Tuesday, October 24, 2006

Movie Review: Goal!

Early this year my son Jacob insisted I go to see this movie with him (he'd already seen it with his Mum or auntie or something). We used to go to movies a lot more; now we are more likely to go watch football games. His story now is that I didn't really want to see Goal; that I thought it would be a bit lame and kiddie, but I can't remember that. I do know that after we did see it together I wanted to see it again, and did, several times. Now Jacob owns the video, and I have watched it many times. There's a few things that propelled me into full-blown football tragedy, and I'd have to count this movie as one of them.

It's about football and the lead character begins in poverty. In terms of plot that's all I need to say because anyone familiar with the idea of plot can pretty much write the script from there. The plot has existed for over two thousand years. Yeah, he makes it, yeah, he works it out with his hard-nosed but loving father, and yeah he gets the girl. Of course there are temporary disappointments along the way to punctuate the drama. La la la.

I know the world of cinema is full of experimentation, post-modern crap, 'realism' etcetera. But the thing is this traditional plot structure still works better than anything our post 60s geniuses have managed to come up with.

And within the age-old formula, this movie just works. I've showed it to a few people, and those who will never watch a football game again love it as much as those who love our game.

The lead man (Santiago Munez, played by Kuno Becker) is not all that brilliant, but is a spunk and somehow perfectly adequate - he is supposed to be a nobody who makes it after all. When it comes to performance it is everyone around the lead that make this movie a real treat, from the leading lady (Nurse Emmerson, played by Anna Friel - also a complete hottie) to the smallest bit parts, like the old guy on the bench of an amateur match back in Los Angeles, or the kids kicking a ball around in Newcastle. The detail of casting and direction is beautiful, and makes the movie look like something produced by Brits or Ozzies rather than Yanks.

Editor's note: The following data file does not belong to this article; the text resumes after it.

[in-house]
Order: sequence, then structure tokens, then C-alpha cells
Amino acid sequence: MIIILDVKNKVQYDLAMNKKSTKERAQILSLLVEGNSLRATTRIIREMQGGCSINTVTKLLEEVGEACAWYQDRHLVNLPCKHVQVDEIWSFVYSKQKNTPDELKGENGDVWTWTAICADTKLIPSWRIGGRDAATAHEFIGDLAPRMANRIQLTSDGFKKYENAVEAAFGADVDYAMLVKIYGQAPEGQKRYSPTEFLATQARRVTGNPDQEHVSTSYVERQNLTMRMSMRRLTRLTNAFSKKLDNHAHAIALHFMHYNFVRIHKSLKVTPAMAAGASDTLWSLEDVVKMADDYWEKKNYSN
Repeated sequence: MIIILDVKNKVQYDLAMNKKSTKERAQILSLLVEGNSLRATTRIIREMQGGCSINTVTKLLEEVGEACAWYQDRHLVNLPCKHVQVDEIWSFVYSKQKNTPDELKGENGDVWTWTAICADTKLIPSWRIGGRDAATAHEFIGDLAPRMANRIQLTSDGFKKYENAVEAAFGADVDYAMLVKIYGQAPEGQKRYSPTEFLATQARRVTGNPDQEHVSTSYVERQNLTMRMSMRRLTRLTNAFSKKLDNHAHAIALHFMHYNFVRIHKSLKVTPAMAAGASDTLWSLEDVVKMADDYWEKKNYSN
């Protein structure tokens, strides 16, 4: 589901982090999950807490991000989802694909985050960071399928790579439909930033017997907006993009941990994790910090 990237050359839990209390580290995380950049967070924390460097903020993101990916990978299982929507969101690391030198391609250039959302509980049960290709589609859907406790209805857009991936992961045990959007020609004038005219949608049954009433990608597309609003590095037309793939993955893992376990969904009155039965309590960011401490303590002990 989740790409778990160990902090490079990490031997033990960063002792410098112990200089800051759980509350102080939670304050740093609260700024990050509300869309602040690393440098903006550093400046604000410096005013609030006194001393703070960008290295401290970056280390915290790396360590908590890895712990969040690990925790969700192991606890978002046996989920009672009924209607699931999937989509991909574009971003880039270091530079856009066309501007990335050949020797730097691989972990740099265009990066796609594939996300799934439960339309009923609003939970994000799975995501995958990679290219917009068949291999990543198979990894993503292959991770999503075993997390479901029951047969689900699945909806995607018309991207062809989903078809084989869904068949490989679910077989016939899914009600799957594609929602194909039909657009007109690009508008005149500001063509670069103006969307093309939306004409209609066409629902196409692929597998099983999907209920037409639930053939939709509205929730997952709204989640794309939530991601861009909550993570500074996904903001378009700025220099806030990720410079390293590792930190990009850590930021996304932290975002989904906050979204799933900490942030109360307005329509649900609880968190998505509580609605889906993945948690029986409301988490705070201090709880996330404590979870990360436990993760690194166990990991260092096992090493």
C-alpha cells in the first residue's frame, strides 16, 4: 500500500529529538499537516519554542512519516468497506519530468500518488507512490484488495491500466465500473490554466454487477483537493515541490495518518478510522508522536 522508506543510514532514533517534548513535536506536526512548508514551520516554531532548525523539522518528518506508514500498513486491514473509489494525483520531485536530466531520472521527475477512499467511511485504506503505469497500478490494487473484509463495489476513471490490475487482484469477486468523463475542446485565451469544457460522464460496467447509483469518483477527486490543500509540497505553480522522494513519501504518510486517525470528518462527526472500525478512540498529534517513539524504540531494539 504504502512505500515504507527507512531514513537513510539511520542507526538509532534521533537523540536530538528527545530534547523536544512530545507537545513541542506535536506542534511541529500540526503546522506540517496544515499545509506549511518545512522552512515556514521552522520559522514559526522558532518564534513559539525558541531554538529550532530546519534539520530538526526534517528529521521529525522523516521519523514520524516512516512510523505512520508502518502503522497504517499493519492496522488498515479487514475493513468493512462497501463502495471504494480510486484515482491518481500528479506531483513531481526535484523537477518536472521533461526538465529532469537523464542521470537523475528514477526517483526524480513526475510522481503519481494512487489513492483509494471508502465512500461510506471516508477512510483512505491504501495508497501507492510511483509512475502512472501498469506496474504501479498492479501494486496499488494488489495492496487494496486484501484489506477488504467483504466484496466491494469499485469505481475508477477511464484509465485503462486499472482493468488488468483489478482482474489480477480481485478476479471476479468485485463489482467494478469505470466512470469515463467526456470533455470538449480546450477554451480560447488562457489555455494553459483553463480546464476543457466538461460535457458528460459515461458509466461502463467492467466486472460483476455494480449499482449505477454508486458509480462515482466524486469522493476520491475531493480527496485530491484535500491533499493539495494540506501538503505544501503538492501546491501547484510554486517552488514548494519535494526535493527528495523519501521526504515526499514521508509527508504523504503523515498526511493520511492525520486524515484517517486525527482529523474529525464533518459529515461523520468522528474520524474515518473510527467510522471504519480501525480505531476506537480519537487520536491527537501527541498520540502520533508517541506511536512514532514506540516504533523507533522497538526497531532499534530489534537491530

The secondary blokes all stand out. The ex-scout, Glen Foy (Stephen Dillane) probably deserves the greatest accolades, for a pure, believeable performance with great subtlety and naturalism, but frankly the same can be said of the Newcastle coach and the playboy star player of Newcastle (sorry, don't know the actors' names and they're not on the back of the DVD case). All of the bit parts are exquisite, and I love this sort of detail.

Cameo performances by Zidane, Beckham, Raul and the entire Newcastle team are fun too, but don't dominate the proceedings.

The movie reflects, quite consciously I think, the drama and virtue, as well as some of the irony, of our game. The Spanish is subtitled, while the bulk of the action in England is peppered with accents from all over the world, as is appropriate enough. Meanwhile the main setting represents well (I think - I've never been there) the highly idiosyncratic texture of the 'Toon', 'where the Jordies live'. All this background stuff is just lovely and warm and fun.

Goal also has a brilliant sound track, which I'm sure is one of the reasons it is so re-watchable, beautifully spliced in among the scenes. I have to say this because it's true, but do it now with an uncomfortable knot in my keyboard after discovering that Noal Gallagher, the lead singer of Oasis, who provides most of the music, is a complete twat.

If you haven't seen Goal, whether you are a tragic or not, just go and get it from the video shop. It has a pretty much rock-solid guarantee of entertaining. Brilliant for kids, and for kids into football it contains some pretty good advice for young players as well as just straight inspiration. Nine out of ten.

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3 Comments:

Blogger Reel Fanatic said...

I was afraid that, given what I had read about Goal!, it would just be too hokey for my tastes .. It's now among the list of my favorite sports movies

October 25, 2006 5:36 am  
Anonymous Djecker said...

Geordies. But yeah, the so schmaltzy, yet I enjoyed it.

November 12, 2006 11:39 pm  
Blogger Hamish said...

Thanks for the correction Djecker. I was in the dark about that one as I wrote it.

November 13, 2006 6:44 am  

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